If passed, this legislation could rapidly accelerate industry growth projections to $75 to $100 billion by 2030, and open the doors to opportunities for MSOs, legislators, and researchers to partner. Specifically, mirroring the engagement between traditional pharmaceutical companies and government, MSOs would be able to recommend clear labeling practices, creation of a national database of adverse events, and increased equitable access to underserved populations.  

Places Where Big Cannabis is Protecting Consumers 

Today's dominant MSOs have the potential to use strikingly similar tactics to the tobacco companies of the twentieth century to normalize cannabis use and expand their enormous profits, but they haven't exploited this route to date. Despite glimpses of the trend—modern, minimalist boutique-like dispensaries, which often serve to destigmatize and glamorize the experience of purchasing cannabis, or partnering with celebrities and social media influencers—this is no different than the marketing approach deployed by the most sophisticated clothing, food, and drink brands of today.    

As trusted producers and distributors, MSOs have an ethical responsibility to inform the public and prevent potentially dangerous use of what can be extremely potent products. Dispensary sales workers, also known as budtenders, cannot continue to dispense opinions that sound dangerously like medical claims. MSOs have the opportunity to differentiate themselves from big tobacco, which recklessly misrepresented the safety of cigarettes for decades.  

Dispensary sales workers cannot continue to dispense opinions that sound dangerously like medical claims

Examples are emerging of cannabis charting a better path in small pockets. In Pennsylvania, the state legislature created regulations that allow cannabis producers and distributors to partner with academic medical centers to support and engage in education and research, commonly referred to as Chapter 20. Pennsylvania's Chapter 20 program presents one thoughtful example of an opportunity for academic researchers to collaborate with the cannabis industry on clinical trials and studies. MSOs can provide legal access to a range of cannabis products, including those with controlled ratios of essential active compounds such as THC and cannabidiol (CBD), which researchers can study in human models rather than relying on animal studies. CBD is a component of the cannabis plant that shows promise as an anti-inflammatory compound in the human body. This facilitates more translatable medical research. Additionally, the companies have all agreed to provide significant funding, materials, and drug supply for robust university-based studies.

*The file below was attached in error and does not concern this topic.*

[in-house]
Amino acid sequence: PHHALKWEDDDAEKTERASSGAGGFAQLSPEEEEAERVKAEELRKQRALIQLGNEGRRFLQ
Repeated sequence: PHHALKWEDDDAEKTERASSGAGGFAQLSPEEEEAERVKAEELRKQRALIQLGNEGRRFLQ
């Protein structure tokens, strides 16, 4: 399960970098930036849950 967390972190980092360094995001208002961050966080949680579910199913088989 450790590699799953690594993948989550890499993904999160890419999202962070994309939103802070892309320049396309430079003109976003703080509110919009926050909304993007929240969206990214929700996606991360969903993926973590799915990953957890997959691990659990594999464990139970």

People line up to buy recreational marijuana at the Ascend marijuana dispensary.
People line up to buy recreational marijuana at the Ascend marijuana dispensary in Rochelle Park, New Jersey, U.S., on April 21, 2022. REUTERS/Eduardo Munoz

When rescheduling happens, MSOs should partner with clinicians and the research community as well as startups that deploy artificial intelligence (AI) or other scalable methods to accelerate public understanding. This understanding should encompass the risks and benefits of cannabis use, the ability to identify appropriate conditions for cannabis-based treatments, improve product safety and responsibility among producers, and ultimately maximize equitable access for patients who stand to improve their quality of life from cannabis products. The medical community needs to engage in this discussion.

By incorporating science-based regulations and transparency about potential detrimental effects of cannabis into their business models, MSOs can achieve the noble goal of providing cannabis to those who may benefit while better protecting public health and driving responsible education of consumers. MSOs cannot do this alone. Partnership between legislators and medical insurance company payers to revisit access through insurance, where research supports the use as a viable treatment, will reduce barriers for underserved populations who have long been more penalized in the cannabis space. The cannabis industry can and must do better than what big tobacco recklessly did a hundred years ago. 

An employee processes a cannabis plant at Demecan.
An employee processes a cannabis plant at Demecan, the first German company to supply medicinal cannabis to the German Cannabis Agency, in Ebersbach, Germany, on June 13, 2023. REUTERS/Matthias Rietschel

Brooke Worster is a clinician-researcher, practicing supportive medicine and cancer pain management for cancer patients, and has federal and private grant funding to study the use, impact, and perceptions of cannabis in various complex patient populations. 

Most Popular